The internet of things (IoT) and mobile applications can drive explosive growth for your enterprise, enabling innovative customer interactions. But they can also create a wave of data that your infrastructure needs to manage—a wave that can surge at unpredictable times.
Third-party event brokers can help you reliably and responsively handle rapid increases and unpredictable bursts of data flow. Modern 3rd party event brokers speak a wide variety of communication protocols, including those commonly used by IoT and mobile applications, and can scale to millions of concurrent connections. By serving as the single point of entry for an enterprise, event brokers can also prevent overwhelming surges of data, by queuing incoming events until downstream applications can process them.
Built-in iPaaS event brokers generally have less robust capabilities. For some iPaaS solutions, external applications simply cannot communicate with the built-in event broker at all . Other iPaaS solutions allow interaction with external applications, but only through an HTTP REST API. This constrains the development of innovative features using popular frameworks, potentially straining the infrastructure and tightly coupling information providers and consumers .
An alternative approach would be to use the capabilities available within the iPaaS itself, such as MQTT connectors. While possible, it is important to consider whether such a solution would scale to production-ready levels, particularly under heavy, unpredictable load.
One final point to consider is your ability to understand and react to issues within your enterprise’s event-drive architecture. Given the importance of the event broker to that architecture, it is important to keep an eye on its health and to understand what events are available to applications.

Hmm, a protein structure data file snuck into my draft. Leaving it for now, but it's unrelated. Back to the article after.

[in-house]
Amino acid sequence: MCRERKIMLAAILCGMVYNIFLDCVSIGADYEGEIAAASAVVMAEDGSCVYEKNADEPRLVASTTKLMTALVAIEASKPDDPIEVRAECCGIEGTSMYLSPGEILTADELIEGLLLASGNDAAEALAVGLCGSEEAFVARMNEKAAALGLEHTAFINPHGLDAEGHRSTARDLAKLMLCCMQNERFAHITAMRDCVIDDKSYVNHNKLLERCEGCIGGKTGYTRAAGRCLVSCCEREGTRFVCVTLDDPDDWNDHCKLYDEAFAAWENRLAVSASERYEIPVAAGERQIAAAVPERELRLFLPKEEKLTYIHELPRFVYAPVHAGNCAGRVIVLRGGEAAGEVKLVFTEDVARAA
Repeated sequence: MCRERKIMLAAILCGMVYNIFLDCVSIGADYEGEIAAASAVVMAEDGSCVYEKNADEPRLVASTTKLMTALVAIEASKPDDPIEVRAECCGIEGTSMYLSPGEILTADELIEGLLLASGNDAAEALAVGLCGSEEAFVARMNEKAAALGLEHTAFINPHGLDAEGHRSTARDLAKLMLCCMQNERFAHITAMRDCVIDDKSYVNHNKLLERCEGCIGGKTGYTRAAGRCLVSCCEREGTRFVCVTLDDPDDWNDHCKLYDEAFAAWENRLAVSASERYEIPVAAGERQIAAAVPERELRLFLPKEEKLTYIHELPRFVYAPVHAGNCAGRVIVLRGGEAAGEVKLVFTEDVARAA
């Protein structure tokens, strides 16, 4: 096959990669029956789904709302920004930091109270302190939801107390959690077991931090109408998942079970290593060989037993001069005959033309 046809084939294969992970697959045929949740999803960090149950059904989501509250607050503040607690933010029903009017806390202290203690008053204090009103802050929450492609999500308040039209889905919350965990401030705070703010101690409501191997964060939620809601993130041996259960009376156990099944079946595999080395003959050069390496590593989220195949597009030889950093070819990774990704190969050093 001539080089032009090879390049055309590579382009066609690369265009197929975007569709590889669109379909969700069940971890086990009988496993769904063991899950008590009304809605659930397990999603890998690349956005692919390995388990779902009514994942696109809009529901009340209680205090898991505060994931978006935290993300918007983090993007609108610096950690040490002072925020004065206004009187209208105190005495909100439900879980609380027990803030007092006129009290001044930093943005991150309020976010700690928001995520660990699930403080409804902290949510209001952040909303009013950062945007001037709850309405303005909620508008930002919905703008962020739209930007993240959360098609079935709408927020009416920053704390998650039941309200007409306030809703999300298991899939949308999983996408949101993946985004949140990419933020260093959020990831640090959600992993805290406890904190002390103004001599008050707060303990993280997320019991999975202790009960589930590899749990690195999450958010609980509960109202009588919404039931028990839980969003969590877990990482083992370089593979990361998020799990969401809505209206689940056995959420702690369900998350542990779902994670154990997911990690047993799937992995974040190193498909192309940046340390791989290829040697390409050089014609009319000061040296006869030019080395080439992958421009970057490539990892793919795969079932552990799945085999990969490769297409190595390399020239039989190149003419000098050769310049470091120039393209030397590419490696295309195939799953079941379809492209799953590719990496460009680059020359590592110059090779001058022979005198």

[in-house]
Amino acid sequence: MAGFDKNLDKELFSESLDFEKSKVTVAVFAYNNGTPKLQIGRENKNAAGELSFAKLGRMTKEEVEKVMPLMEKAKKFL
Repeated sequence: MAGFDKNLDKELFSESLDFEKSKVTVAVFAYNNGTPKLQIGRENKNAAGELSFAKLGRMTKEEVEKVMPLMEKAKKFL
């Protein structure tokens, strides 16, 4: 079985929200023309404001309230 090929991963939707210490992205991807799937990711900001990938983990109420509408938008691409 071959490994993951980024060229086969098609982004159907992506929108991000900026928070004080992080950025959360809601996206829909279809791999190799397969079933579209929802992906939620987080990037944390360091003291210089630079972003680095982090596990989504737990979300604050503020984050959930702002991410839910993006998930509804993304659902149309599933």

Third party event brokers typically allow for granular viewing of resource usage in real-time and send alerts to administrators if memory runs low or if there are events piling up on an error queue. These proactive measures can mean the difference between a system recovering elegantly and an outage that affects customers. As more enterprises adopt event-driven architecture, providers of event brokers are adding the ability to design, discover and manage events in a single screen.
Although iPaaS solutions supply an integrated development and administration experience, this typically does not extend to monitoring and alerting of the built-in event broker. Instead, iPaaS solutions either do not supply event broker monitoring , or expect administrators to use external tooling for monitoring and alerting .
It can be challenging to choose between an iPaaS’s built-in event broker and a third-party event broker. The appeal and value prop of using an iPaaS’s own event broker is the ability to manage your entire system, including event distribution, with a single pane of glass. And for very simple use cases, that might be just what the doctor ordered.
If you need more sophisticated event distribution capabilities, however, a 3rd-party event broker can be a powerful differentiator for your business, enabling innovative solutions that span both on-premises systems and the cloud to enhance your customer experience.
 MuleSoft Anypoint MQ FAQ: Currently, Anypoint MQ cannot be deployed on-premises.
 MuleSoft Anypoint MQ FAQ: [Q]ueues and message exchanges are unique to the region in which they were created and cannot share messages or queues between regions. Developers can manually create custom programs that load balance between regions, but Anypoint MQ itself does not provide multi-region support.
 Boomi: Message queues cannot be directly accessed from outside the Atom.
 MuleSoft Anypoint MQ FAQ: Enables you to easily connect to non-Mule applications using the REST API.
 MuleSoft Anypoint MQ FAQ: MuleSoft Anypoint MQ does not support use with CloudHub Insight or Anypoint Monitoring. Instead, you can use the Anypoint MQ usage graphs to access usage information.
 Boomi: In order to monitor these attributes, you need to use a systems management tool, such as Zabbix, and use a JMX hook (a standardized interface for Java programs) — see the linked topic about system monitoring with JMX.